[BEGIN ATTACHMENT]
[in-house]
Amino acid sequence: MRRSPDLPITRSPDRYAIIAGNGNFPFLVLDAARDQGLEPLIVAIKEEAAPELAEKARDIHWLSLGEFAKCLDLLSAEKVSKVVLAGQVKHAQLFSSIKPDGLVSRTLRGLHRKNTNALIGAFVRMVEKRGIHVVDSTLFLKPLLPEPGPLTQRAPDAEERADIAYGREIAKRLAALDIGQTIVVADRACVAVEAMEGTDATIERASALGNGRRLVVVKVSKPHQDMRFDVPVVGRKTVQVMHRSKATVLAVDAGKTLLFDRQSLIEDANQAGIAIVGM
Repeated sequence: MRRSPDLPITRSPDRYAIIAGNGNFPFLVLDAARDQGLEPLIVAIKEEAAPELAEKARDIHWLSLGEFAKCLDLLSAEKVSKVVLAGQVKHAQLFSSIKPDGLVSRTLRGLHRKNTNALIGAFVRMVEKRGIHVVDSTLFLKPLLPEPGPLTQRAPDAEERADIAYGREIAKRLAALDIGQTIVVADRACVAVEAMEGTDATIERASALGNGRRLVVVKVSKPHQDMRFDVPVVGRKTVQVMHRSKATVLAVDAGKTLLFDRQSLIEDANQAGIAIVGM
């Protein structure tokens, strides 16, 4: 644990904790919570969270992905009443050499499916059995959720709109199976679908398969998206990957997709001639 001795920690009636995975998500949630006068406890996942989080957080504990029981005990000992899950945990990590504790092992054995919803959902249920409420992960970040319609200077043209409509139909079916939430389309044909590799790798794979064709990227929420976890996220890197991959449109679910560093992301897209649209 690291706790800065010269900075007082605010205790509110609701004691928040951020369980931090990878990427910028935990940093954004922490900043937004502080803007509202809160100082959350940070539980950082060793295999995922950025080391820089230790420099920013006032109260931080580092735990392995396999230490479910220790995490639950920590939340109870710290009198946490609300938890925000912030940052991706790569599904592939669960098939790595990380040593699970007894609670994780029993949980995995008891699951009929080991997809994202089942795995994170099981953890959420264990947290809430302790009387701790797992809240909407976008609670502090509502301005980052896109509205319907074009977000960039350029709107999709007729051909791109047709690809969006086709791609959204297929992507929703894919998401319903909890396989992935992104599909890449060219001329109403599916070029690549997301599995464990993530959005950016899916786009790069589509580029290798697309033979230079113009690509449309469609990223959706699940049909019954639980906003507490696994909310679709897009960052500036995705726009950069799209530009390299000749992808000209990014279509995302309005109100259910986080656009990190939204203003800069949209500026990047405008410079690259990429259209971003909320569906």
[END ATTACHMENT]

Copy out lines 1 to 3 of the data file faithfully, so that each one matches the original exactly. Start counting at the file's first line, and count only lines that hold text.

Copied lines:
[in-house]
Amino acid sequence: MRRSPDLPITRSPDRYAIIAGNGNFPFLVLDAARDQGLEPLIVAIKEEAAPELAEKARDIHWLSLGEFAKCLDLLSAEKVSKVVLAGQVKHAQLFSSIKPDGLVSRTLRGLHRKNTNALIGAFVRMVEKRGIHVVDSTLFLKPLLPEPGPLTQRAPDAEERADIAYGREIAKRLAALDIGQTIVVADRACVAVEAMEGTDATIERASALGNGRRLVVVKVSKPHQDMRFDVPVVGRKTVQVMHRSKATVLAVDAGKTLLFDRQSLIEDANQAGIAIVGM
Repeated sequence: MRRSPDLPITRSPDRYAIIAGNGNFPFLVLDAARDQGLEPLIVAIKEEAAPELAEKARDIHWLSLGEFAKCLDLLSAEKVSKVVLAGQVKHAQLFSSIKPDGLVSRTLRGLHRKNTNALIGAFVRMVEKRGIHVVDSTLFLKPLLPEPGPLTQRAPDAEERADIAYGREIAKRLAALDIGQTIVVADRACVAVEAMEGTDATIERASALGNGRRLVVVKVSKPHQDMRFDVPVVGRKTVQVMHRSKATVLAVDAGKTLLFDRQSLIEDANQAGIAIVGM